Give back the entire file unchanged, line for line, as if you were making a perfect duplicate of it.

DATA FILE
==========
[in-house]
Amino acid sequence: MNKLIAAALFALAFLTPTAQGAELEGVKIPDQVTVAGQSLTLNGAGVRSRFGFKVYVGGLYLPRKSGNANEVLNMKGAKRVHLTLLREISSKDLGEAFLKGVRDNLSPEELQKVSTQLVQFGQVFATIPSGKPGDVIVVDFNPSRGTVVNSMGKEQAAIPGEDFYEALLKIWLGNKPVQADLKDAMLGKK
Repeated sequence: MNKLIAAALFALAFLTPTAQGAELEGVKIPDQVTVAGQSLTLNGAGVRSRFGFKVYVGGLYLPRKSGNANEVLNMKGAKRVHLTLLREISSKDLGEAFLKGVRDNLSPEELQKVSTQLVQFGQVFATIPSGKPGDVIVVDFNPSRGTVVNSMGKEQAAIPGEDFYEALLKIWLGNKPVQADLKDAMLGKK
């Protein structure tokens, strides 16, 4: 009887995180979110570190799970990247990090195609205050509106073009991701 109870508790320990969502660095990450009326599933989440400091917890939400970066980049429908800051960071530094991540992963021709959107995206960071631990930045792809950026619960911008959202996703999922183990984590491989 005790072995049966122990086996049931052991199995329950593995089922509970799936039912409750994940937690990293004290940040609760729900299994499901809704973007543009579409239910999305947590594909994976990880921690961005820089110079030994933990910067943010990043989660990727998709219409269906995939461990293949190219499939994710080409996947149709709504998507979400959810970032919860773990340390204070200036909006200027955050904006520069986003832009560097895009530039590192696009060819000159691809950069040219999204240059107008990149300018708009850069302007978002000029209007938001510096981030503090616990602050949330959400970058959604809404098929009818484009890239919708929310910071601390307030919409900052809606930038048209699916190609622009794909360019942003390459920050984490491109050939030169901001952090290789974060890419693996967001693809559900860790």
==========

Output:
[in-house]
Amino acid sequence: MNKLIAAALFALAFLTPTAQGAELEGVKIPDQVTVAGQSLTLNGAGVRSRFGFKVYVGGLYLPRKSGNANEVLNMKGAKRVHLTLLREISSKDLGEAFLKGVRDNLSPEELQKVSTQLVQFGQVFATIPSGKPGDVIVVDFNPSRGTVVNSMGKEQAAIPGEDFYEALLKIWLGNKPVQADLKDAMLGKK
Repeated sequence: MNKLIAAALFALAFLTPTAQGAELEGVKIPDQVTVAGQSLTLNGAGVRSRFGFKVYVGGLYLPRKSGNANEVLNMKGAKRVHLTLLREISSKDLGEAFLKGVRDNLSPEELQKVSTQLVQFGQVFATIPSGKPGDVIVVDFNPSRGTVVNSMGKEQAAIPGEDFYEALLKIWLGNKPVQADLKDAMLGKK
């Protein structure tokens, strides 16, 4: 009887995180979110570190799970990247990090195609205050509106073009991701 109870508790320990969502660095990450009326599933989440400091917890939400970066980049429908800051960071530094991540992963021709959107995206960071631990930045792809950026619960911008959202996703999922183990984590491989 005790072995049966122990086996049931052991199995329950593995089922509970799936039912409750994940937690990293004290940040609760729900299994499901809704973007543009579409239910999305947590594909994976990880921690961005820089110079030994933990910067943010990043989660990727998709219409269906995939461990293949190219499939994710080409996947149709709504998507979400959810970032919860773990340390204070200036909006200027955050904006520069986003832009560097895009530039590192696009060819000159691809950069040219999204240059107008990149300018708009850069302007978002000029209007938001510096981030503090616990602050949330959400970058959604809404098929009818484009890239919708929310910071601390307030919409900052809606930038048209699916190609622009794909360019942003390459920050984490491109050939030169901001952090290789974060890419693996967001693809559900860790």